Western Norway is the perfect place to develop floating wind technology, according to Gunnar Birkeland from UNITECH Energy Group.

We can solve Europe's wind energy puzzle

The EU is falling behind on its targets for wind power. These two projects in western Norway could help.

Across Europe, countries are turning to wind energy as a key technology for reducing carbon emissions.

However, a new report shows that the continent is still not installing new wind energy capacity quickly enough.

The report by WindEurope found that EU was lagging behind on its targets for installing offshore wind. It recommends that governments should make more sites available for developers, and that permitting should happen faster.

This won’t be easy in Europe’s notoriously busy waterways. Space is set to become a growing issue in coming decades, as wind farms compete with other industries including fishing and international shipping.

Now, two new projects in Norway could help to solve this challenge.


Europe is lagging behind on its targets for offshore wind. Norwegian companies such as the Bergen-based UNITECH Energy Group are involved in projects that could make a big difference. Pictured is UNITECH’s Timber Bay Assembly Site at Stord in western Norway.

Floating wind turbines

Both of these projects involve floating offshore wind turbines – a relatively new technology that could have huge potential.

This solution is well-suited for countries such as Norway, Portugal and Spain, where traditional fixed‑foundation wind turbines are not an option due to the depth of coastal waters.

In other words, floating turbines will open up vast new areas of the sea for generating wind energy. In fact, WindEurope estimates that 80% of Europe’s offshore wind resources are located in waters that are 60 metres or deeper.

Gunnar Birkeland, chief executive of the company UNITECH Energy Group and Chair for the Norwegian Offshore Wind Cluster, believes that western Norway has a natural advantage when it comes to this technology.

“The west coast of Norway is the perfect place to assemble and store large numbers of floating wind turbines, thanks to our fjords and deep coastal waters,” he explains.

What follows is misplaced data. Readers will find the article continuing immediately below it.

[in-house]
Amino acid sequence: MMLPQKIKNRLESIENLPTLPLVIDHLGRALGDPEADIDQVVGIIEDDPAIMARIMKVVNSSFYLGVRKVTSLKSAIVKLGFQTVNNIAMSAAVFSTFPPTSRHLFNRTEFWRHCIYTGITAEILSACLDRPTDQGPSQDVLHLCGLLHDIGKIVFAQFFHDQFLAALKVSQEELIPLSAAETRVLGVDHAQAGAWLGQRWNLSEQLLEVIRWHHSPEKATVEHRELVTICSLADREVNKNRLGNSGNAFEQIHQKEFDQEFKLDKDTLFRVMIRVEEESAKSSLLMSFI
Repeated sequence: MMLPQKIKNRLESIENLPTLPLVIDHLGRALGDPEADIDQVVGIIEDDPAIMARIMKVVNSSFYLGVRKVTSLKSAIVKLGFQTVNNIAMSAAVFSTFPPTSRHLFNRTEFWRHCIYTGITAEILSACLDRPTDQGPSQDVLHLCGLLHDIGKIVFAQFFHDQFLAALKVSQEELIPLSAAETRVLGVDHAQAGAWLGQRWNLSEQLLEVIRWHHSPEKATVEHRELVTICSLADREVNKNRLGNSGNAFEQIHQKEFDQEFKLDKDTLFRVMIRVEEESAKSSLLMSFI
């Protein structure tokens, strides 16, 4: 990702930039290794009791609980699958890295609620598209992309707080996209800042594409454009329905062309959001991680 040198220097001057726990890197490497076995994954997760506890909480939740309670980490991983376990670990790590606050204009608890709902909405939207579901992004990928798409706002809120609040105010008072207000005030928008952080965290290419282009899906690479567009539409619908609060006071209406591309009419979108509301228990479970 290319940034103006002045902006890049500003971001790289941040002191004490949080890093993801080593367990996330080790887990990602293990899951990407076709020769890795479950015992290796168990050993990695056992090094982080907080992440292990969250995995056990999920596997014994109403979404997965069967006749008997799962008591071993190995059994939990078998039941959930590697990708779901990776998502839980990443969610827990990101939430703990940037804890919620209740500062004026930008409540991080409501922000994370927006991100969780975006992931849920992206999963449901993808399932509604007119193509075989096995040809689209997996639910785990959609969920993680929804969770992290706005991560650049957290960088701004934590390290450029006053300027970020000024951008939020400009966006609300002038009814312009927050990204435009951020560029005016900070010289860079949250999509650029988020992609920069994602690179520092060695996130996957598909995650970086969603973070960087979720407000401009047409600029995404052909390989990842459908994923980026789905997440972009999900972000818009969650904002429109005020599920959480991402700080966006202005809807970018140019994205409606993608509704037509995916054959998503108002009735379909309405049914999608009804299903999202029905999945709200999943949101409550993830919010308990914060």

“In addition, our home-grown wind energy industry is already equipped to handle around 70% of the work related to building a floating wind farm.”


UNITECH’s founder and Chairman, Bernt Hellesøe, shows off one of the company’s underwater cable products to customers.

The Flagship project

Two upcoming initiatives in Norway could help to push the boundaries of floating wind power, helping this maturing technology reach the mainstream.

The first is the Flagship project, which is aimed at decreasing the cost of electricity from floating offshore wind to a range of between €40-60/MWh by 2030. The project will take place outside of Karmøy at MetCentre in western Norway and will involve building the world’s largest floating offshore wind turbine.

The test site is part of Sustainable Energy Norwegian Catapult Centre, a national Infrastructure for floating offshore wind technology supported by SIVA. When complete, the turbine will be capable of generating an incredible 10GW of electricity – enough to power roughly 6,000 households.

The Flagship scheme involves a consortium of European companies, including the international energy giants Iberdrola and EDF. The consortium also involves Norwegian technology providers such as UNITECH Energy Group, Dr. techn. Olav Olsen, Kværner, DNV GL and Core Marine.

The European Commission has awarded this consortium a €25m grant, after it received the highest score possible in a competition against 14 other international consortia.

UNITECH, which is based in Bergen, will be delivering underwater cable systems to the project. Birkeland says, “What is so fantastic about this project is that most of the design and development is by Norwegian companies.”

“This includes the cables, anchor systems, and the floater. In fact, everything but the turbine will be made in Norway.”

 “We believe Western Norway, including the UNITECH-owned Timber Bay Assembly Site, can be the hub for manufacturing and assembling most of Europe’s floating wind turbines.”


Equinor’s Hywind Tampen project will be the largest floating wind park in the world. Photo © Equinor.

Hywind Tampen: electrifying Norway’s oil and gas industry

Another project that has sparked a lot of excitement in Norway is the upcoming Hywind Tampen scheme.

The energy major Equinor is planning to build 11 floating offshore wind turbines in the North Sea, which will supply clean power to the Snørre and Gullfaks offshore oil and gas fields.

When it is completed in 2022, the scheme will be the world’s largest floating wind park. It will also be the first time that floating wind turbines have been linked to oil and gas platforms. 

The wind farm will meet around 35% of the annual power demand for these offshore platforms, helping the company to save around 200,000 tonnes of CO2 emissions.

Birkeland believes that Hywind Tampen is an important step towards achieving a domestic market for floating offshore wind in Norway.

“As we continue to electrify the Norwegian Continental Shelf, this will create enormous opportunities for the country’s technology providers,” he says.

“This could be the start of a new chapter for Norway’s wind industry.”

 

Find out more about Greater Bergen’s energy industry

 



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